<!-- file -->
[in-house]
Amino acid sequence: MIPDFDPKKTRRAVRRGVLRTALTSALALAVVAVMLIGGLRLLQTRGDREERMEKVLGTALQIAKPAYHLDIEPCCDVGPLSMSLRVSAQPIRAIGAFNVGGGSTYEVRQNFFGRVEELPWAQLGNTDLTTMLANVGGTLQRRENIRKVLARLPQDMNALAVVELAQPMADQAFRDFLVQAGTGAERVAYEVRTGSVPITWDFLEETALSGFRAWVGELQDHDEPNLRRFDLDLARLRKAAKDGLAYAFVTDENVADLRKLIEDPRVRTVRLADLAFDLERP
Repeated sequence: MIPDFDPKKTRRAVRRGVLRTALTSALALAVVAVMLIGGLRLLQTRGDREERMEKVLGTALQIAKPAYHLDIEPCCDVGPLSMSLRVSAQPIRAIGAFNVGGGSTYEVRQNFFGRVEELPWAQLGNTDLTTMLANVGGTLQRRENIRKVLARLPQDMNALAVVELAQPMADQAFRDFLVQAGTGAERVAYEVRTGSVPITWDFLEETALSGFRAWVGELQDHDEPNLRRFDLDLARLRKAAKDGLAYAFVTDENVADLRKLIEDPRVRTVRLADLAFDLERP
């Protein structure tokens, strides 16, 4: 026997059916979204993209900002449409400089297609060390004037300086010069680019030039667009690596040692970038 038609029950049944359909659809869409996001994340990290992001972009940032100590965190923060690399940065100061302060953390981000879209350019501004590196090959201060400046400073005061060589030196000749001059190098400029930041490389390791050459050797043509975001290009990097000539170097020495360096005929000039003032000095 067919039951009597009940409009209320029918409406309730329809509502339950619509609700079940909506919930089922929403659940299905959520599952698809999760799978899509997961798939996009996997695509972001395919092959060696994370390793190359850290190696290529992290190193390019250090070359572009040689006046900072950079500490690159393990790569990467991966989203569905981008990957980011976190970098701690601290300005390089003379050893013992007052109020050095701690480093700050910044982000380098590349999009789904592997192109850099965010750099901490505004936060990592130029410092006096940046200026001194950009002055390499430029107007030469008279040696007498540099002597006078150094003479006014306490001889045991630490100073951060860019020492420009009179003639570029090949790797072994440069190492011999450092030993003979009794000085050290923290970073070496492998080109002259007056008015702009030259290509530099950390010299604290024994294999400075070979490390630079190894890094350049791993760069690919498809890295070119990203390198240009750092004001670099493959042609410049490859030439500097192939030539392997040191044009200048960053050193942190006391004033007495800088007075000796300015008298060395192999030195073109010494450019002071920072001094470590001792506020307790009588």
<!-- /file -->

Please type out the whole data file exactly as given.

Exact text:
[in-house]
Amino acid sequence: MIPDFDPKKTRRAVRRGVLRTALTSALALAVVAVMLIGGLRLLQTRGDREERMEKVLGTALQIAKPAYHLDIEPCCDVGPLSMSLRVSAQPIRAIGAFNVGGGSTYEVRQNFFGRVEELPWAQLGNTDLTTMLANVGGTLQRRENIRKVLARLPQDMNALAVVELAQPMADQAFRDFLVQAGTGAERVAYEVRTGSVPITWDFLEETALSGFRAWVGELQDHDEPNLRRFDLDLARLRKAAKDGLAYAFVTDENVADLRKLIEDPRVRTVRLADLAFDLERP
Repeated sequence: MIPDFDPKKTRRAVRRGVLRTALTSALALAVVAVMLIGGLRLLQTRGDREERMEKVLGTALQIAKPAYHLDIEPCCDVGPLSMSLRVSAQPIRAIGAFNVGGGSTYEVRQNFFGRVEELPWAQLGNTDLTTMLANVGGTLQRRENIRKVLARLPQDMNALAVVELAQPMADQAFRDFLVQAGTGAERVAYEVRTGSVPITWDFLEETALSGFRAWVGELQDHDEPNLRRFDLDLARLRKAAKDGLAYAFVTDENVADLRKLIEDPRVRTVRLADLAFDLERP
């Protein structure tokens, strides 16, 4: 026997059916979204993209900002449409400089297609060390004037300086010069680019030039667009690596040692970038 038609029950049944359909659809869409996001994340990290992001972009940032100590965190923060690399940065100061302060953390981000879209350019501004590196090959201060400046400073005061060589030196000749001059190098400029930041490389390791050459050797043509975001290009990097000539170097020495360096005929000039003032000095 067919039951009597009940409009209320029918409406309730329809509502339950619509609700079940909506919930089922929403659940299905959520599952698809999760799978899509997961798939996009996997695509972001395919092959060696994370390793190359850290190696290529992290190193390019250090070359572009040689006046900072950079500490690159393990790569990467991966989203569905981008990957980011976190970098701690601290300005390089003379050893013992007052109020050095701690480093700050910044982000380098590349999009789904592997192109850099965010750099901490505004936060990592130029410092006096940046200026001194950009002055390499430029107007030469008279040696007498540099002597006078150094003479006014306490001889045991630490100073951060860019020492420009009179003639570029090949790797072994440069190492011999450092030993003979009794000085050290923290970073070496492998080109002259007056008015702009030259290509530099950390010299604290024994294999400075070979490390630079190894890094350049791993760069690919498809890295070119990203390198240009750092004001670099493959042609410049490859030439500097192939030539392997040191044009200048960053050193942190006391004033007495800088007075000796300015008298060395192999030195073109010494450019002071920072001094470590001792506020307790009588």